Higher rates, reduced capacity squeeze commercial property buyersPosted On: Jun. 25, 2019 7:00 AM CST
Many commercial policyholders are seeing more difficult conditions for property insurance at midyear renewals, as accelerating rate increases and capacity reductions for certain risks gain traction.
Multiple years of rate reductions, record catastrophe losses in 2017, a further hit from attritional losses in 2018 and ongoing consolidation — as well as senior management changes at leading insurers — are resulting in greater discipline on the part of insurers, experts say.
Insurers are insisting in 2019 that each product line including property return to profitability, said Duncan Ellis, U.S. property and alternative transfer leader at Marsh LLC in New York.
Some 60% of Marsh’s property accounts are seeing rate increases at midyear renewals, compared with 54% in 2018, 31% in 2017 and 24% in 2016, Mr. Ellis said.
“Catastrophe business is up about 13.1% year-to-date on rate and noncat about 5.5%. The book is getting the rate uplift where it needs to, meaning those catastrophe-exposed risks,” he said.
“Our firm belief is that catastrophe pricing must go up,” said Michele Sansone, president of the North America property insurance business for Axa XL, a unit of Axa SA, in New York.
“From our perspective, we’ve been consistent in the capacity, we just don’t think we’re getting paid enough for it — in fact we know we’re not getting paid enough for it — so we need to drive that pricing,” Ms. Sansone said.
Average rate increases across property coverages have been “north of 15%” in the second quarter, said Rick Miller, Boston-based U.S. property practice leader at Aon PLC’s commercial risk solutions business.
“Accounts that have had loss activity over last couple of years saw worse, north of 25% across the board, which would include some with catastrophe losses,” said Mr. Miller.
Accounts with wind exposure in coastal areas are “most difficult,” while there’s a “little less pressure” on the earthquake market, he said.
However, the industry still has capacity, Mr. Miller said. “It’s a rare situation where we would struggle to complete a program. That’s a positive thing right now.”
“It’s not uncommon to see 20% to 50% (rate increases) and occasionally 100% or more. It’s not a one-size-fits-all hard market, it’s very discriminating,” said Gary Marchitello, head of property broking for North America at Willis Towers Watson PLC in New York.
“Rates are up across the board generally, but each account is written on its own merits, (considering) loss history, catastrophe component, retention and loss protection. Even benign accounts with low catastrophe content and a good loss history are seeing increases in the single digits to low double,” Mr. Marchitello said.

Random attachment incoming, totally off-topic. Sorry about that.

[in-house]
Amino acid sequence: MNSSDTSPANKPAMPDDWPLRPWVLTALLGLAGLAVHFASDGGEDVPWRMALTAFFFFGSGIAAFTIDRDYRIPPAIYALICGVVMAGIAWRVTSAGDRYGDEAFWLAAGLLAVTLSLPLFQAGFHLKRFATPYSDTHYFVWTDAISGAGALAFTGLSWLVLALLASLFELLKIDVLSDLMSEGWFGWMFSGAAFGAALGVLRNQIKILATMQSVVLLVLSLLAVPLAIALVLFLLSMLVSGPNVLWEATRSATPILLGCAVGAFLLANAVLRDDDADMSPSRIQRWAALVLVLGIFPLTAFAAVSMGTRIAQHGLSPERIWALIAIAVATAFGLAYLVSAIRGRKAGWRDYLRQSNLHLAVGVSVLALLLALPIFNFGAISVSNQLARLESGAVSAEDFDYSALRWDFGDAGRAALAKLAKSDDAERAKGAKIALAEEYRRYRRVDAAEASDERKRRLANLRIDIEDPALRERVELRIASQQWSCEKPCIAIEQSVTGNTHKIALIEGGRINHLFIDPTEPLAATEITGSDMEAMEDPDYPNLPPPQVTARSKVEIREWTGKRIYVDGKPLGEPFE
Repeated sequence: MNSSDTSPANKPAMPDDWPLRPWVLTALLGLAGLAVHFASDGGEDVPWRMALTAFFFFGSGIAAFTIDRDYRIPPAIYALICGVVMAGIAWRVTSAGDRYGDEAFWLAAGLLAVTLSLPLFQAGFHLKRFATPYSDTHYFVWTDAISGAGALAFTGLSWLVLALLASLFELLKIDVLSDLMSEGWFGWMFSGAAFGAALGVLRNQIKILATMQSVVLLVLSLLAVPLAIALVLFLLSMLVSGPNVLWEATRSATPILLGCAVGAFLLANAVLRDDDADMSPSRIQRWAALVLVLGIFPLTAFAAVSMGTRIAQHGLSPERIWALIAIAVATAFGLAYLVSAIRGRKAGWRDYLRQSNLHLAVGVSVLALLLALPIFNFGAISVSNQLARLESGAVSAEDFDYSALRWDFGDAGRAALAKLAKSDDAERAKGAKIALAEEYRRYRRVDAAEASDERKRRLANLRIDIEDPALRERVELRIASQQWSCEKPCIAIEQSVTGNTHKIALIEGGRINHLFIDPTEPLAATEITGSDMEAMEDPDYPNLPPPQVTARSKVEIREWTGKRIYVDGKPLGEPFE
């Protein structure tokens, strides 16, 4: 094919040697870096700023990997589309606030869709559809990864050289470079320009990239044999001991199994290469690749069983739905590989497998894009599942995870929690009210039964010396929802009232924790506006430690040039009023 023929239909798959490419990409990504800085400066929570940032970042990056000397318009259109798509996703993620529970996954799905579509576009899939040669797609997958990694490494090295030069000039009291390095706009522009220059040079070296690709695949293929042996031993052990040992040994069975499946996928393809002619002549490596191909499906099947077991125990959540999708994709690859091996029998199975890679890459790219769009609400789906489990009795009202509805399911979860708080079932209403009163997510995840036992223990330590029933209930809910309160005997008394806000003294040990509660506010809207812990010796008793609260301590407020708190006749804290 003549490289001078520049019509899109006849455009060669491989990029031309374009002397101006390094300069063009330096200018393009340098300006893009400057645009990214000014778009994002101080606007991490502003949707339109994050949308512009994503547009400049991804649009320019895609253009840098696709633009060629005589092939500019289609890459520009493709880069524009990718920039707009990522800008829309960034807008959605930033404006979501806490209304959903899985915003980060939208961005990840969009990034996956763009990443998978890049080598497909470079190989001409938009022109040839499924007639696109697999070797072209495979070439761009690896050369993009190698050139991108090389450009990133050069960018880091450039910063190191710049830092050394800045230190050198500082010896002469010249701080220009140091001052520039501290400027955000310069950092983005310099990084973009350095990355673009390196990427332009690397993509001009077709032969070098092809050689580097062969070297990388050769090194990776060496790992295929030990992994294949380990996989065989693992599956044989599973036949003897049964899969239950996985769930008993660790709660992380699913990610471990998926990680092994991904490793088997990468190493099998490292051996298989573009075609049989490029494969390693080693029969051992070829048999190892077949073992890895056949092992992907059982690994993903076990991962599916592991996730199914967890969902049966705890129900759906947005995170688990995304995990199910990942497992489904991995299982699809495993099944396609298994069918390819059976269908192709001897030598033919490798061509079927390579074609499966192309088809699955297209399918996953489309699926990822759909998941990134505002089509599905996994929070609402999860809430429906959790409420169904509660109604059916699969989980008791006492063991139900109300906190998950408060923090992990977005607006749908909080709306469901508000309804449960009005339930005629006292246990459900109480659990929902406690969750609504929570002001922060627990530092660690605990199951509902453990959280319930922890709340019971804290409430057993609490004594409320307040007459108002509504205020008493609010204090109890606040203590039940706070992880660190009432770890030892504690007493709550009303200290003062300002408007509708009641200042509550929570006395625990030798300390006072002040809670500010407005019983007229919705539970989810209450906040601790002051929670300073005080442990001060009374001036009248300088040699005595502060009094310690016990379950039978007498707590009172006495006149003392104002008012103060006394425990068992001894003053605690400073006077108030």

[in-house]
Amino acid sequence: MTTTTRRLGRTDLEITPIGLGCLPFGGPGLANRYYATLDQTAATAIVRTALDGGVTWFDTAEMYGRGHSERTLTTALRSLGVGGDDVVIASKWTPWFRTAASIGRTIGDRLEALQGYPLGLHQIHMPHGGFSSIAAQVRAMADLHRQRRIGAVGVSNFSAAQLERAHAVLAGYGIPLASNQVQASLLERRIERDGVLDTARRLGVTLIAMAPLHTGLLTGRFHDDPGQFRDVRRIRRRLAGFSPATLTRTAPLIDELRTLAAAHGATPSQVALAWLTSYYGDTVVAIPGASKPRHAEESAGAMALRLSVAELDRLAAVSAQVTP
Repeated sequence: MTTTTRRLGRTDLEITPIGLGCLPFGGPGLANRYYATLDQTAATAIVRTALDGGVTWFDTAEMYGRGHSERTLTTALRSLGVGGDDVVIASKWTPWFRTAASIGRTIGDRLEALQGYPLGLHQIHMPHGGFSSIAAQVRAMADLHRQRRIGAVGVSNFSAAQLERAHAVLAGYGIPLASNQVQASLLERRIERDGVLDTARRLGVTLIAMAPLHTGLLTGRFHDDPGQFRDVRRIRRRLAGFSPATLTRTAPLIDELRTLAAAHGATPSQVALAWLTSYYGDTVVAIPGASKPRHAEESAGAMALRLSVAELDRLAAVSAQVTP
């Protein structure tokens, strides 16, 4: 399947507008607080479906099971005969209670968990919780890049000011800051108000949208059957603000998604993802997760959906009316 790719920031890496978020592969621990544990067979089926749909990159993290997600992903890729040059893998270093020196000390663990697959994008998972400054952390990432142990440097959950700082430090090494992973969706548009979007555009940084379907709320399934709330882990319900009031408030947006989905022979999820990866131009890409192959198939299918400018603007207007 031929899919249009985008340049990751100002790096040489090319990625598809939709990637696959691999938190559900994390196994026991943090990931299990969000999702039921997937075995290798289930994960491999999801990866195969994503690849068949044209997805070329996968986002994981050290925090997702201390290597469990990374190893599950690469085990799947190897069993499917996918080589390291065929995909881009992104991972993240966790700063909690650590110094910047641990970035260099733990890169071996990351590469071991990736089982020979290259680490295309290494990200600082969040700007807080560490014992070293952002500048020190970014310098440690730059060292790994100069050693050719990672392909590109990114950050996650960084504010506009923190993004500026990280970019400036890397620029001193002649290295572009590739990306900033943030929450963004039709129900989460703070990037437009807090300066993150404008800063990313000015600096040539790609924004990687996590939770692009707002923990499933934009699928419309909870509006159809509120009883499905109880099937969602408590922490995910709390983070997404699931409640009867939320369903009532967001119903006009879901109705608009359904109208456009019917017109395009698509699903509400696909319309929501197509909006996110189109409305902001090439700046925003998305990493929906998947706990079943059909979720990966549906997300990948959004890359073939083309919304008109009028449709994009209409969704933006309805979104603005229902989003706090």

The level of rate increase for catastrophe-exposed property risks also varies by industry sector, experts say.
“If I were to just look at hospitality, (the rate increase) would be north of 25%. We’ve got cat-exposed business, i.e. real estate, health care and higher education seeing increases, but not to the degree troubled classes of business are seeing,” said Mr. Ellis.
Coastal properties with lower construction quality are seeing the biggest increases, especially those that have experienced losses, said Brian Carlson, Fort Lauderdale, Florida-based senior vice president and Southeast regional property/casualty practice leader at USI Insurance Services LLC.
“We used to be able to see reasonable rates. Now people are looking at 25% to 40% increases,” he said.
Habitational risks have also been “challenging,” with frame properties in Florida that have had losses seeing “huge” rate increases, said Mr. Carlson.
Another shift in the property market is that some insurers are offering lower limits and there’s much greater syndication of risk with more insurers needed to fill out programs, experts say.
“Carriers are de-risking their books, so some carriers have pulled back limits, mainly in catastrophe business,” said Mr. Marchitello.
In the case of large, complex risks, including those with catastrophe exposure, “If it was a shared layered placement with 10 carriers on it, you’re going to see more like 15 to 20 carriers on renewal,” he said.
Terms and conditions are also narrowing, with deductibles going up particularly on catastrophe-exposed accounts, brokers say.
As a result of the attritional losses, there has been “a big push to get plain old deductibles up and a push to get catastrophe deductibles up,” said Mr. Marchitello.
“The corollary to that is it’s not uncommon if there’s typically percentage deductibles for wind zones, to have a dollar cap put on them, so there’s been a push to get the percentages up and to remove or raise the dollar caps,” he said.
Another change is that property insurers are no longer giving buyers policy enhancements, such as coverage for wind-driven rain, as part of their property policy, said Mr. Carlson.
Insurers are “either not going to offer it, or they want you to pay an additional premium for it,” he said.
In this seller’s market, loss prevention and the ability of organizations to differentiate themselves from their peers become even more important, experts say.
Loss prevention and risk engineering are key, said Ms. Sansone.
“Any time you’re improving the risk profile from a buyer perspective … it would help their profile which would improve their technical price which may reduce their overall increase,” she said.
“In the softer market, it’s like a battle of sameness where everybody claimed they were best in class. Well not everyone is best in class,” said Mr. Ellis.
Accounts that can show they have business continuity plans, capital expenditures on improvements, and that they are better year over year from a risk perspective “are the ones that are going to get the best deals,” he said.